OTHER DISCOVERIES AND IMPROVEMENTS IN NATURAL AND EXPERIMENTAL SCIENCE.

At the head of the cultivators of experimental science in England in the latter part of the seventeenth century stands the Honourable Robert Boyle, seventh and youngest son of Richard first Earl of Cork, commonly called the Great Earl. He was born in 1627, and lived till 1691. Boyle was an unwearied observer and collector of facts, and also a voluminous speculator, in physical science; but his actual discoveries do not amount to much. He made considerable improvements on the airpump, originally invented a few years before by Otto von Guericke of Magdeburg, and indeed it may be said to have been in his hands that it first became an instrument available for the purposes of science. The few additions which Boyle made to our knowledge of general principles, or what are called the laws of nature, were almost confined to the one department of pneumatics; he is commonly held to have discovered or established the absorbing power of the atmosphere and the propagation of sound by the air; he proved that element to possess much more both of expansibility and of compressibility than had been previously suspected; he made some progress towards ascertaining the weight of atmospheric air; and he showed more clearly than had been done before his time its indispensableness to the sustentation both of combustion and of animal life. He may be regarded, therefore, along with Torricelli, Pascal, and Guericke, as one of the fathers of pneumatic science -in so far at least as it is concerned with the mechanical

properties of the atmosphere. Boyle also ascertained many particular facts, and arrived at some general, though rather vague, conclusions in chemistry, in the course of his multifarious experiments: the practice of applying one chemical agent as a test for detecting the presence of another was first adopted by him; and he exposed the falsehood of the notion then commonly entertained, that whatever could not be destroyed or changed by fire was to be ranked among the elementary constituents of the natural world. In chemical pneumatics, however, little progress was made either by Boyle or for many years after his day. He conjectured, indeed, that only a portion of the atmosphere was employed in sustaining combustion and animal life; and his fellow-labourer Hooke divined that the element in question is the same with that contained in nitre (namely, what is now called oxygen), and that in combustion it combined with the burning body. But neither of these sagacious conclusions was yet experimentally established.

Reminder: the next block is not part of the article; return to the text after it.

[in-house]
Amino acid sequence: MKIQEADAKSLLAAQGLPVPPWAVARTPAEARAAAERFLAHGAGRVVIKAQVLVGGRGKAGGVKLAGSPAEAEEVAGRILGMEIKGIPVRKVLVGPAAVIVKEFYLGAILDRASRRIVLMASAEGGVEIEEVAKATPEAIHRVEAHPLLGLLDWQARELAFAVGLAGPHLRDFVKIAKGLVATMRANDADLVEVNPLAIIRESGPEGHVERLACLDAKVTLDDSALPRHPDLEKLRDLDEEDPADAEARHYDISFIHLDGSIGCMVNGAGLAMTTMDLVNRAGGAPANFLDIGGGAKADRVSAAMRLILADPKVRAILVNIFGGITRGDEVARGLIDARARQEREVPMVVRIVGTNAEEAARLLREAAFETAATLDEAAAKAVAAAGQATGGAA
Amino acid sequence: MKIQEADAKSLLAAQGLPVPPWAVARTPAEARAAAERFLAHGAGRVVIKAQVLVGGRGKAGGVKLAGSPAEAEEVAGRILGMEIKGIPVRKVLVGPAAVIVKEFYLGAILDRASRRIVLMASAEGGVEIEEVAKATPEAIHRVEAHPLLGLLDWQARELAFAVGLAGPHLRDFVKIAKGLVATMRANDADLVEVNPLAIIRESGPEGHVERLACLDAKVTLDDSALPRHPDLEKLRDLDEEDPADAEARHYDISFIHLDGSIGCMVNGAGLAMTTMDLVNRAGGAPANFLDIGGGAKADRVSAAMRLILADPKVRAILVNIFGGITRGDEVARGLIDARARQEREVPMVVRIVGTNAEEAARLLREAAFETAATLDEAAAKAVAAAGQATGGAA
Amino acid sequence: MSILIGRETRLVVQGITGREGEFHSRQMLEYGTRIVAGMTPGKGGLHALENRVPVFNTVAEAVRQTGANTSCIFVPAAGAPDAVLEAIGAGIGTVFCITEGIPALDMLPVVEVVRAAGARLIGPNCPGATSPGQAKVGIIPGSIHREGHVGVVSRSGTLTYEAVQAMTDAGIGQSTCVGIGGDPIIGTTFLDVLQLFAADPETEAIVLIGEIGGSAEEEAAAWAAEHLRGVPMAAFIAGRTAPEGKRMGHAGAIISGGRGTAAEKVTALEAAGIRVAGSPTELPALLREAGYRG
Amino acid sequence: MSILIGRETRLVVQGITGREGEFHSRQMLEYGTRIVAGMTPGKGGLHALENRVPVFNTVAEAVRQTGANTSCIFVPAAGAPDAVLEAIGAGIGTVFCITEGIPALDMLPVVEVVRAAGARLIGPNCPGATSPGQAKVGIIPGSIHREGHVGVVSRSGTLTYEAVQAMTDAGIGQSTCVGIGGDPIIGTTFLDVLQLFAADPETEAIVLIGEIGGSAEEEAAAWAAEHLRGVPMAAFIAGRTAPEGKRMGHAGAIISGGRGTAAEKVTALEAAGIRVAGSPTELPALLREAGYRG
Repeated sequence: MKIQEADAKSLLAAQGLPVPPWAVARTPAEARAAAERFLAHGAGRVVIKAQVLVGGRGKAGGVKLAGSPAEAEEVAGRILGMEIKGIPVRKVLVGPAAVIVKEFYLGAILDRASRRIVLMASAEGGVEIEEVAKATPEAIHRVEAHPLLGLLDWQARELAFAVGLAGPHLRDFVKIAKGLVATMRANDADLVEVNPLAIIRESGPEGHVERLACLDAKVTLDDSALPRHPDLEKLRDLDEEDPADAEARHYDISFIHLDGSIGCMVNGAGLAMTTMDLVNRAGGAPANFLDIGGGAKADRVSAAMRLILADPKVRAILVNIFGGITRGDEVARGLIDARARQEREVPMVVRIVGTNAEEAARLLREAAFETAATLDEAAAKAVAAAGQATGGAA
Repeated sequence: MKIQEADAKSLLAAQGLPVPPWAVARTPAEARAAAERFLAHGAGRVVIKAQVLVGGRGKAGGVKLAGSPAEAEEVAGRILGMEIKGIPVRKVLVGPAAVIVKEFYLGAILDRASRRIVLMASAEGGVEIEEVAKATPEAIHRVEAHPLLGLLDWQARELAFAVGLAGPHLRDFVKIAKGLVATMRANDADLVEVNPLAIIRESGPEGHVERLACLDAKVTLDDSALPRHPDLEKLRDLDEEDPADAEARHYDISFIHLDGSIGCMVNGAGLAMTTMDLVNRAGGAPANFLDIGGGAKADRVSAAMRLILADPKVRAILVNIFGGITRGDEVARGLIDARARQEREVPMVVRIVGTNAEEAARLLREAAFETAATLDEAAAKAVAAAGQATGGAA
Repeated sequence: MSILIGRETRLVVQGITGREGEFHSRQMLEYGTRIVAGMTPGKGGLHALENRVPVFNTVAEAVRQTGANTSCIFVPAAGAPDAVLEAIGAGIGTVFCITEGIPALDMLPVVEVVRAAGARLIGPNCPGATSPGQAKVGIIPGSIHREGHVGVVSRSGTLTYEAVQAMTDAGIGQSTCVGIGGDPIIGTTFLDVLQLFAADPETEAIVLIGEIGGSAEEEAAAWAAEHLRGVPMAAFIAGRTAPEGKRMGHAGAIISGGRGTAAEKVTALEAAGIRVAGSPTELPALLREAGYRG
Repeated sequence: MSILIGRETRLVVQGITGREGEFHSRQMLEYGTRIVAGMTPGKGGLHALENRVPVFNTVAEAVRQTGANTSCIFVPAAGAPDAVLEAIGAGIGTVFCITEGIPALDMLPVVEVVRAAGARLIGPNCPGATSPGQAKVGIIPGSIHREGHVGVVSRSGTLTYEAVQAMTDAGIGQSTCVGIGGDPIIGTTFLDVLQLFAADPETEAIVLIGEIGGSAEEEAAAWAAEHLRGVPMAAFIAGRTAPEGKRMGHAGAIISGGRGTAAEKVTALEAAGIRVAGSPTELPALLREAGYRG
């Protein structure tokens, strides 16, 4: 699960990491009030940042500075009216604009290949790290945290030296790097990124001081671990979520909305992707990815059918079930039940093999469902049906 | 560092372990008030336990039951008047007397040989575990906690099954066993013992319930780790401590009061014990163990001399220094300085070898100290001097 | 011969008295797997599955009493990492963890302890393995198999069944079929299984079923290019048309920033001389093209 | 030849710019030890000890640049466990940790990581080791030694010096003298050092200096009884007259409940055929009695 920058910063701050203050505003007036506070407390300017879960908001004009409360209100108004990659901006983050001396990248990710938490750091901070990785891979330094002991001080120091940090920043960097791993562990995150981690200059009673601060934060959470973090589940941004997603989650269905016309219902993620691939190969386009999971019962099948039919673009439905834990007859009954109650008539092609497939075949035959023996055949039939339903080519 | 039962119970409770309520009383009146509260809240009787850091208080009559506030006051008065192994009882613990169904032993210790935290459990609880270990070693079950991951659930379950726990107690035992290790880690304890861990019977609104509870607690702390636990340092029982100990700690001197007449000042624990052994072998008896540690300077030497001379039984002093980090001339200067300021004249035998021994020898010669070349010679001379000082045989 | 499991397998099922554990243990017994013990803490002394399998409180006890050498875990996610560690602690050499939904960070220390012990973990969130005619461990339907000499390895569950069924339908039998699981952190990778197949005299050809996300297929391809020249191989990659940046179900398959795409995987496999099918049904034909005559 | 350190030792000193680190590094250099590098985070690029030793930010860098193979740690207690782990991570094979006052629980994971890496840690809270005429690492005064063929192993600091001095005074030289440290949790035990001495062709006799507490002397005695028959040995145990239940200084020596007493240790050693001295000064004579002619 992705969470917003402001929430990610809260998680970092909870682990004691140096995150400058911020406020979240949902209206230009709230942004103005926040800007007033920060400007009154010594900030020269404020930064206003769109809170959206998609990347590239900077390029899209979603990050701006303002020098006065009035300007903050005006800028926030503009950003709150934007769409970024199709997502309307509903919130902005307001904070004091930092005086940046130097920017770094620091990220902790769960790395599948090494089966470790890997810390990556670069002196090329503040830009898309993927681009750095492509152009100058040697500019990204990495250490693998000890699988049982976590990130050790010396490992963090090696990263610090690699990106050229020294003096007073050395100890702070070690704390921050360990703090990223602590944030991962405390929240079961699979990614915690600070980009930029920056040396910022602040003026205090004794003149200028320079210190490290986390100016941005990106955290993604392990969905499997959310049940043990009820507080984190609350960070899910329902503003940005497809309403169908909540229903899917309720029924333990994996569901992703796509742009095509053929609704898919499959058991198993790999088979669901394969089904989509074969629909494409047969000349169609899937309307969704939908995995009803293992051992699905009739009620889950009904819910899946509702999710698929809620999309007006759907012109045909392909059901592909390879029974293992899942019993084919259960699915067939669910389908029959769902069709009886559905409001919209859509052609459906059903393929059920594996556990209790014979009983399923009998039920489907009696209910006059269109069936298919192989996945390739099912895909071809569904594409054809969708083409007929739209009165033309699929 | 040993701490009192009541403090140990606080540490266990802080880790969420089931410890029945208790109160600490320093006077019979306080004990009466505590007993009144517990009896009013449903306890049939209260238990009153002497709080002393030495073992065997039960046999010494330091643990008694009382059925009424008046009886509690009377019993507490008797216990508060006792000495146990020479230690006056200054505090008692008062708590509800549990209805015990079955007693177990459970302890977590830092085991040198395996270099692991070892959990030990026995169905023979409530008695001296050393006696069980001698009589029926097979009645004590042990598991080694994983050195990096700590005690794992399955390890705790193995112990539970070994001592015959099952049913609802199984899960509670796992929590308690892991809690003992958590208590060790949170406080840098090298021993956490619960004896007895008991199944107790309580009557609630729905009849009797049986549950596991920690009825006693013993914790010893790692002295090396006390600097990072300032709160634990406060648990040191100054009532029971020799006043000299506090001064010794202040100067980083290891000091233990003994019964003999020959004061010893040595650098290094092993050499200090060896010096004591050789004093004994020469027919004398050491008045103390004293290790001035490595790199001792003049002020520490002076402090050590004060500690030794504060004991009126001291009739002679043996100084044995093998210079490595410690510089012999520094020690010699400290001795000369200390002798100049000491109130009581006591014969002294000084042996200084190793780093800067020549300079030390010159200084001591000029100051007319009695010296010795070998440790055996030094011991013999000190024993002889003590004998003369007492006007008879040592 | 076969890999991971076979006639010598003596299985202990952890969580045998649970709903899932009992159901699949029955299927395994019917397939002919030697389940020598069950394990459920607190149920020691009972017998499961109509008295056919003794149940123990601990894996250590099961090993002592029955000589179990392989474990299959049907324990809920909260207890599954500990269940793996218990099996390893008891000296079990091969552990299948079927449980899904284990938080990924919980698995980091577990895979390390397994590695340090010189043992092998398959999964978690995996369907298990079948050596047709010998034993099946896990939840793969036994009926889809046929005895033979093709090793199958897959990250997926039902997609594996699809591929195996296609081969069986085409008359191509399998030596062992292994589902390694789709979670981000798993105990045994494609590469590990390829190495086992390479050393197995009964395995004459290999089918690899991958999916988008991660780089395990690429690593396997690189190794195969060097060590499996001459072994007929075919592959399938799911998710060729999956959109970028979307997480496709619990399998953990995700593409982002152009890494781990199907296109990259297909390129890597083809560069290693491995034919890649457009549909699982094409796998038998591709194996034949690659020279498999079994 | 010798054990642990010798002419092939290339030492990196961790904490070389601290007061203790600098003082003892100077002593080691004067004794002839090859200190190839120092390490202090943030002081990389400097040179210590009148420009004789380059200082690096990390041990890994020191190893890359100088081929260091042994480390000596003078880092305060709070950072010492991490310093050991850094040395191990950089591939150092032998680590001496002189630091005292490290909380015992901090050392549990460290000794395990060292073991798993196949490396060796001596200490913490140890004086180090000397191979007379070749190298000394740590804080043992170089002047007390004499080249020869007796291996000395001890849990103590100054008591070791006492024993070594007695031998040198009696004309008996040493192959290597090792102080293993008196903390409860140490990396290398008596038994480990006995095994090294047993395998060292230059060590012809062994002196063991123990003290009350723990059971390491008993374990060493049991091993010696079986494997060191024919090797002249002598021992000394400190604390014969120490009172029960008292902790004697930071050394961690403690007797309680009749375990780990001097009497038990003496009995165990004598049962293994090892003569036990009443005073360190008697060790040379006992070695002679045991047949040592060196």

Robert Hooke, born in 1635, was, till his death in 1702, one of the most devoted cultivators of science in this age. Besides his skill and sagacity as a chemist, he had a remarkable quickness and fertility of mechanical invention, and his speculations ranged over the whole field of natural history and natural philosophy, from the minutest disclosures of the microscope to beyond the farthest sweep of the telescope. His jealous and rapacious temper, and sordid personal habits, which made him an object of general dislike in his own day, have probably somewhat stinted the acknowledgment paid to his merits both by his contemporaries and by posterity; and in fact, of numerous inventions and discoveries to which he himself laid claim, there is scarcely one to which his right has been universally admitted. It is generally allowed, however, that we are indebted to him for the improvement of the pendulum as a measure of time, and for some valuable innovations in the construction of pendulum watches, in particular the application of a spiral spring to regulate the balance. But in his own notion Hooke was the true author of several of the discoveries which have immortalised the greatest of his contemporaries. He disputed partly the originality, partly the truth, of Newton's theory of light; and he even asserted, when the Principia came out, that there was little or nothing there announced on the force and action of gravitation that he had not himself anticipated. He had, indeed, some years before, in a paper printed in the Philosophical Transactions, sketched an hypothesis of the movements of the earth and the other planets on the assumption of the principle of universal gravitation;” but this was a very different thing from the demonstration of the system of the world by Newton on the establishment and accurate measurement of that force. Newton himself eventually admitted that his proposition of the gravitation of the planets being as the inverse square of the distance had been previously deduced from Kepler's discovery of their elliptical orbits by Hooke, as well as by Wren and Halley; but this concession is supposed to have been made rather for the sake of peace than from conviction. *. The first president of the Royal Society, William Brouncker, Lord Viscount Brouncker (of the kingdom of Ireland), who was born in 1620 and died in 1684, * Phil. Trans., No. 101 (for April, 1674).